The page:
The completion date for Birmingham’s Alexander Stadium, which will serve as the centrepiece of the city’s Commonwealth Games, has been pushed back to April 2022, just three months before the event is due to start.

The £72m (€80m/$91m) project will see the stadium’s capacity permanently increase from 12,700 to 18,000, with temporary seating for up to 40,000 spectators during major events. Work had initially been due to finish in late 2021 but Birmingham City Council has now confirmed this has been pushed back to the spring of the following year.

The council’s planning committee approved the project in January and Northern Irish construction firm McLaughlin & Harvey (MCLH) was awarded the contract to redevelop the stadium in March.

The COVID-19 pandemic has had an impact on the construction timeline, with work on the Games’ Athletes Village also set for completion at the end of March 2022. The council is carrying out a detailed analysis of the impact of the pandemic in collaboration with its partners.

Although the council has insisted that the stadium is on budget and on schedule, it said in a statement reported by Birmingham Live: “The practical completion date for the legacy stadium is 1st April 2022.

“This is in advance of the date for exclusive use of the site by the B2022 Organising Committee, for their delivery of the additional overlay required to get the stadium ‘Games ready’.”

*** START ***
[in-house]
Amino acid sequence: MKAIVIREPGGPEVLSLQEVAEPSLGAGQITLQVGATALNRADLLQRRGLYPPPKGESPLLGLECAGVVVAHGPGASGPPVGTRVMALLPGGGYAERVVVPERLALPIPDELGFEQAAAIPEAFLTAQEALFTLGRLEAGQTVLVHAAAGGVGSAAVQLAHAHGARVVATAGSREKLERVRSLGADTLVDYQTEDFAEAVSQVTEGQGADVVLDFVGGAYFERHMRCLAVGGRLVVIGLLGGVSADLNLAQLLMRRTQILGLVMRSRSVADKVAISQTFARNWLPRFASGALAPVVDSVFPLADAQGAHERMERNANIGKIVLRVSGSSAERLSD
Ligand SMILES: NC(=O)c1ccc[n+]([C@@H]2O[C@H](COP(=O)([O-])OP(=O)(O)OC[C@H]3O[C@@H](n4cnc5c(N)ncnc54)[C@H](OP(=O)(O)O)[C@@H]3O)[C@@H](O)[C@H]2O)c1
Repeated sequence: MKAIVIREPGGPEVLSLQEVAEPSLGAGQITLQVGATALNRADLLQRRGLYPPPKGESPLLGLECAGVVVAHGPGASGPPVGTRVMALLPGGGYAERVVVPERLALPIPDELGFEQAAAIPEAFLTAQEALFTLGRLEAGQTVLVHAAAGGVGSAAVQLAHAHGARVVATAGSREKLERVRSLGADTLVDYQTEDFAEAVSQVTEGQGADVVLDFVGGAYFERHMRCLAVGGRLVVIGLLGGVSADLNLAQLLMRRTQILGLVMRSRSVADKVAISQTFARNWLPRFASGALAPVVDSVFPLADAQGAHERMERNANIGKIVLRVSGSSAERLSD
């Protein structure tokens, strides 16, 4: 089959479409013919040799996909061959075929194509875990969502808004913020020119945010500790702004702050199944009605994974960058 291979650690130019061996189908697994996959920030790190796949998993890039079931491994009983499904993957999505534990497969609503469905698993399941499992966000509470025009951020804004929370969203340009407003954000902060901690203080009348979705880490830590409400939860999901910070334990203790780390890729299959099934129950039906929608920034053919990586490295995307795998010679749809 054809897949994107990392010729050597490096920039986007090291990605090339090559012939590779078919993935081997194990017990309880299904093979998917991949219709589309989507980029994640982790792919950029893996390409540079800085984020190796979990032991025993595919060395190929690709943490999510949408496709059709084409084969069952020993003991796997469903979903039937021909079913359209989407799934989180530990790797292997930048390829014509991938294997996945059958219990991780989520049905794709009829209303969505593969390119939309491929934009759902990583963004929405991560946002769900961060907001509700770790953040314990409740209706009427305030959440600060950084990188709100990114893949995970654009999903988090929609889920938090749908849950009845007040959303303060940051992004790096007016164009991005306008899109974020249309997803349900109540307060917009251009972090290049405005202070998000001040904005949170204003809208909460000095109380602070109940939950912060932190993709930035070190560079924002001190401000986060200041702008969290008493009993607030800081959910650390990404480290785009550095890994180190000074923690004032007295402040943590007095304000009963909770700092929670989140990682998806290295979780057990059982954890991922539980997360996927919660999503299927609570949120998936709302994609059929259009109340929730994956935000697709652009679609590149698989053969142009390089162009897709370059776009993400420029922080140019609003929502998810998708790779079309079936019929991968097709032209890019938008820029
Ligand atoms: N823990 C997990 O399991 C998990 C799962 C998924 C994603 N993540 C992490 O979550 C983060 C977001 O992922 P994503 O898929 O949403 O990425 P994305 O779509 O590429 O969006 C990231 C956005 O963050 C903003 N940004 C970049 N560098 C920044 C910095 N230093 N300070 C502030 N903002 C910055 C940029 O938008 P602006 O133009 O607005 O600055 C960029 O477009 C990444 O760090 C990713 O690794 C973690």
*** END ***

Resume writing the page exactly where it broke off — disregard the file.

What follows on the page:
The redevelopment of Alexander Stadium will see a new western stand replace the Main, Knowles and Nelson stands at the venue. New tiered seating to the north and south will also be added, along with a new 400m, six-lane warm-up track. A new World Athletics Category 1 track will also be re-laid, while new lighting and a practice throwing field will be fitted.

The stadium work will form part of a wider £500m investment in the Perry Barr area of Birmingham over the coming years. Plans also include new housing, improved transport and related upgrades to infrastructure and public space.

After the Games, Alexander Stadium will serve as the home of the Birchfield Harriers Athletics Club, as well as Birmingham City University’s sports and exercise students.

Image: Birmingham City Council